The skeleton is what enables the human being to "stand" and in a drawing, mastery of the skeleton also enables characters to be given a good "stance". Let's look at this more closely.
As we can see in the following example, a pose may be reproduced by the skeleton. This demonstrates that the drawer is conscious of the body's structure, and often you can draw the skeleton straight away. But of course this type of skeleton, while interesting to study, is often too complex for the needs of a drawer who is not working on the anatomy.
For drawing, a schematic skeleton such as a sketch suffices. It enables either its construction to be started, or to check whether it's necessary. Your priority should be to know how to reference it in order to construct it.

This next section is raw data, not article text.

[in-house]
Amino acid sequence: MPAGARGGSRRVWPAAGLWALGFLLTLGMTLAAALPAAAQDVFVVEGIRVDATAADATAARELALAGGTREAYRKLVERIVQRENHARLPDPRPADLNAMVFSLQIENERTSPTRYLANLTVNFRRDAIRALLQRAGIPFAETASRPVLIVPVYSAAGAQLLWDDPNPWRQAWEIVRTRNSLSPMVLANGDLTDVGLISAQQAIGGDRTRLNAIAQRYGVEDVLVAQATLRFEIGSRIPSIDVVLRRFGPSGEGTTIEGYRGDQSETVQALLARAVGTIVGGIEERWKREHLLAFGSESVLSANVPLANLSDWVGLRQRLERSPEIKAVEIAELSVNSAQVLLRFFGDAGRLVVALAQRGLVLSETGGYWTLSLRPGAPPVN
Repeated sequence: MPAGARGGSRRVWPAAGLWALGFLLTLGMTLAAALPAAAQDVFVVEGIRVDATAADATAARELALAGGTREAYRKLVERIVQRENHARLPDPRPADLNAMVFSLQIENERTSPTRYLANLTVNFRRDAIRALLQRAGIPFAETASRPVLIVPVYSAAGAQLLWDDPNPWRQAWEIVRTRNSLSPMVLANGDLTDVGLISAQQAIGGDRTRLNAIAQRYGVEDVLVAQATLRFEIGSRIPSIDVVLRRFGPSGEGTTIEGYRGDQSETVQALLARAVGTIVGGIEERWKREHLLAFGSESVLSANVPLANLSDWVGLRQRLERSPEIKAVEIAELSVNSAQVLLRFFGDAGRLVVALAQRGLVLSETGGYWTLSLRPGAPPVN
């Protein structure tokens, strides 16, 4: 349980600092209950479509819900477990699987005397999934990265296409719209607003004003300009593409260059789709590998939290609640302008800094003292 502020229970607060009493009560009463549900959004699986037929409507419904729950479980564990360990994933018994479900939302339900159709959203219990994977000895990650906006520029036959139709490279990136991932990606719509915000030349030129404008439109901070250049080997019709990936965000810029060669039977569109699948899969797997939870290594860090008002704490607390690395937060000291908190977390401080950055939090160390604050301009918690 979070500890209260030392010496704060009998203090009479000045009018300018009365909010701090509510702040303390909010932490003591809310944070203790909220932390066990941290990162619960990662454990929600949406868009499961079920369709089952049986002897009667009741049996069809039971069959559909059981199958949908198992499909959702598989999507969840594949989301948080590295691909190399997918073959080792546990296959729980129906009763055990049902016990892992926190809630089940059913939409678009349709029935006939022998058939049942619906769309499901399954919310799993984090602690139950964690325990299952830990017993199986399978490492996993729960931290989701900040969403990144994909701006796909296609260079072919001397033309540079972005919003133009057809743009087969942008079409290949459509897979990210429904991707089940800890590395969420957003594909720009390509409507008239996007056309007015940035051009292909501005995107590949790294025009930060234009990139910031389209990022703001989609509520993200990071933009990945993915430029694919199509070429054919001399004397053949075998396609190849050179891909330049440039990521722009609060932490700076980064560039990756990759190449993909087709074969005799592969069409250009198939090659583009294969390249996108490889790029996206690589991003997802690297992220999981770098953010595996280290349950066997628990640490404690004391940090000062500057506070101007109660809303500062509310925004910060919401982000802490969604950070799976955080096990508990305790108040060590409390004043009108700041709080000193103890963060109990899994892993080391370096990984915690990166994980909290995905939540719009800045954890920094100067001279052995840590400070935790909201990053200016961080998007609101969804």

If you refer to the first drawing with this type of skeleton, you see that this works just as well. The important thing is to have an aid for the structure and dynamic of your character, and not a constraint.
Have fun creating poses solely with a skeleton of this type, constructing with it or, as in the examples on this page, checking your skeleton against drawings already done, all of which will help you to create well constructed characters.